“Football and ethics do not mix”

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In what can only be seen as a leave of person ethics, Hans-Joachim Eckert, the German judge deciding what action to take following FIFA’s investigation into alleged corruption surrounding the 2018 and 2022 World Cup votes, has said he doubted “if football and ethics can still fit together.” This was before yesterday’s announcement that a decision on the 2018 and 2022 World Cups bidding corruption inquiry is unlikely to be made until next spring.

FIFA’s investigation was delivered by New York attorney Michael Garcia at the beginning of this month but one matter Eckert did not address was whether he would make the report public, despite being urged to do so by a number of FIFA executive committee members.

Garcia’s probe into the allegations of bribery lasted more than a year with hundreds of people involved in the bids for the two World Cups interviewed by his team of investigators. The Qatari organisers of the 2022 World Cup have repeatedly said they are confident of being cleared of any wrongdoing in the bidding process for the finals while the Russians have also brushed off suggestions their bid was flawed.

Sadly, for most fans, Eckert says he will limit his verdicts to individuals and in doing so will disappoint critics who support a re-vote for the 2018 and 2022 tournaments adding such a decision would be for FIFA’s ruling executive committee or its congress of 209 federations.

“The judgement may be the base for a decision in sports politics, but we will not make any recommendations. That is not our job,” Eckert said.

It doesn’t do much to inspire confidence in FIFA’s battered reputation but we can but hope. The longer this continues, the greater the inevitable fall will be. If Blatter is elected president again, it will be harder still for FIFA to be seen as an organisation committed to reform because the scandals that have so tarnished its reputation happened under his watch.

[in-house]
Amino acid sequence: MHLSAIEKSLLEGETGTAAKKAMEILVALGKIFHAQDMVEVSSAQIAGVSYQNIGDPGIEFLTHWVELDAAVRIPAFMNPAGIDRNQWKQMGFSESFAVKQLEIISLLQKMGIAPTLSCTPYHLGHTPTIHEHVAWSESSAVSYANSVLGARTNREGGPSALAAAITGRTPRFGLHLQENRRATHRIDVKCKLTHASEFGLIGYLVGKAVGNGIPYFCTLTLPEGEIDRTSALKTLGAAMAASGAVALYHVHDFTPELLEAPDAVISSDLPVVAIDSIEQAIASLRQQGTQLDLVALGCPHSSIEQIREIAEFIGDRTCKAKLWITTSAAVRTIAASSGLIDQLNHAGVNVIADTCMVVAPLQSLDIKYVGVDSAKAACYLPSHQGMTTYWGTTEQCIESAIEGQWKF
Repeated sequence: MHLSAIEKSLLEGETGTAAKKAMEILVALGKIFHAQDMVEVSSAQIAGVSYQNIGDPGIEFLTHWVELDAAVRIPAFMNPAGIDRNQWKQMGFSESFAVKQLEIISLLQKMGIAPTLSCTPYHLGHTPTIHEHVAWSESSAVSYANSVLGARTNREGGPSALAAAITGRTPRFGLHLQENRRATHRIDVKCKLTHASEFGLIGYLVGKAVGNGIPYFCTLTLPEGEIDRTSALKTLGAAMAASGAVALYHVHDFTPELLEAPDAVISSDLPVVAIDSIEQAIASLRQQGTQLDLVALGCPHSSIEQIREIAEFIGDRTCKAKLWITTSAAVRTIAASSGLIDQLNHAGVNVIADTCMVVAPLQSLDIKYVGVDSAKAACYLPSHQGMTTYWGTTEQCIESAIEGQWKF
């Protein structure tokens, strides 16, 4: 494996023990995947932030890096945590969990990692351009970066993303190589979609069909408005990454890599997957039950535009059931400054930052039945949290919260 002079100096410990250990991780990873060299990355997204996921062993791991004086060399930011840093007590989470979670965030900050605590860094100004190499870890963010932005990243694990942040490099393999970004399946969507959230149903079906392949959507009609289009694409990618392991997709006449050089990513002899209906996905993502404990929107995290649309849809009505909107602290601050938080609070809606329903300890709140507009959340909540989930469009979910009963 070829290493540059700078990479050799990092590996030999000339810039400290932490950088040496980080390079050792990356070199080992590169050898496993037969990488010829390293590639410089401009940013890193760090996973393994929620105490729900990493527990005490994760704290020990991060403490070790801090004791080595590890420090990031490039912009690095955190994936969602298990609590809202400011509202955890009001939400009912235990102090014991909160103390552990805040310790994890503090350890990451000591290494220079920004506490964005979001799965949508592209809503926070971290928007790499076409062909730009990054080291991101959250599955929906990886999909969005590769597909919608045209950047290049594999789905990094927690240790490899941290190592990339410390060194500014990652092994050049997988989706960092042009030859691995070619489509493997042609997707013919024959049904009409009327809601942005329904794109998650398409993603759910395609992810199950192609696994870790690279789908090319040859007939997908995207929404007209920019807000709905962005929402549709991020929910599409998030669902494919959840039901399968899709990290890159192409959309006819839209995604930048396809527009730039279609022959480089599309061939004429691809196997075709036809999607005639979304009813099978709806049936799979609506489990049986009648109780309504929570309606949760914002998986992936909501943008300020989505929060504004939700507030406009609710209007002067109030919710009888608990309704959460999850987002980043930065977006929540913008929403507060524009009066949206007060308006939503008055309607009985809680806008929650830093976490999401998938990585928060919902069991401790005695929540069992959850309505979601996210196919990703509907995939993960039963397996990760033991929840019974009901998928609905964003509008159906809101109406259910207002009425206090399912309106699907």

But should he publish the investigation into the World Cup bids, reconsider the need for independent oversight and announce World Cup hosts will be voted on by 209 national associations rather than its executive committee, it would at least be a start.

How do you cure a Blatter infection?

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Sepp Blatter, to no great surprise, has announced his intention to stand for a fifth term as Fifa’s president. This despite pledging to retire in 2015 following his reelection in 2011.

Mr Football stated he was urged to stand by a number confederation heads during the World Cup, conveniently when Fifa’s congress rejected calls for age and term limits, and of course his ever-ongoing ‘mission.’

Therefore the logical next step is to run against Sepp and stand in the elction for Fifa President. It didn’t take much Googling to find that it is entirely possible to run for Fifa President and this was attempted four years ago when writer Grant Wahl  attempted to oppose Blatter at the 2011 election.

At the time, Wahl discovered he had every right to run for president under Fifa’s rules, anyone could announce their candidacy but to become an official candidate on the ballot you had to obtain a public nomination from at least one of Fifa’s 208 national federations two months before the election.

His platform endorsed support for common-sense reforms such as goal-line technology, term limits for Fifa officials, bringing women into Fifa governance, and to do a ‘WikiLeaks’ on Fifa, releasing every internal document to the public so we could find out how clean the organisation really was in the wake of the dubious votes for the hosts of the 2018 and 2022 World Cups. Working with Sports Illustrated, he produced this slick campaign video.

As Blatter had already been nominated by the FA of Somalia, the world’s most corrupt country according to Transparency International, Wahl aimed for one of the world’s least corrupt nations for his nomination. Despite contacting 150 associations, none were willing to endorse Wahl’s nomination through fear of negative repercussions from Fifa.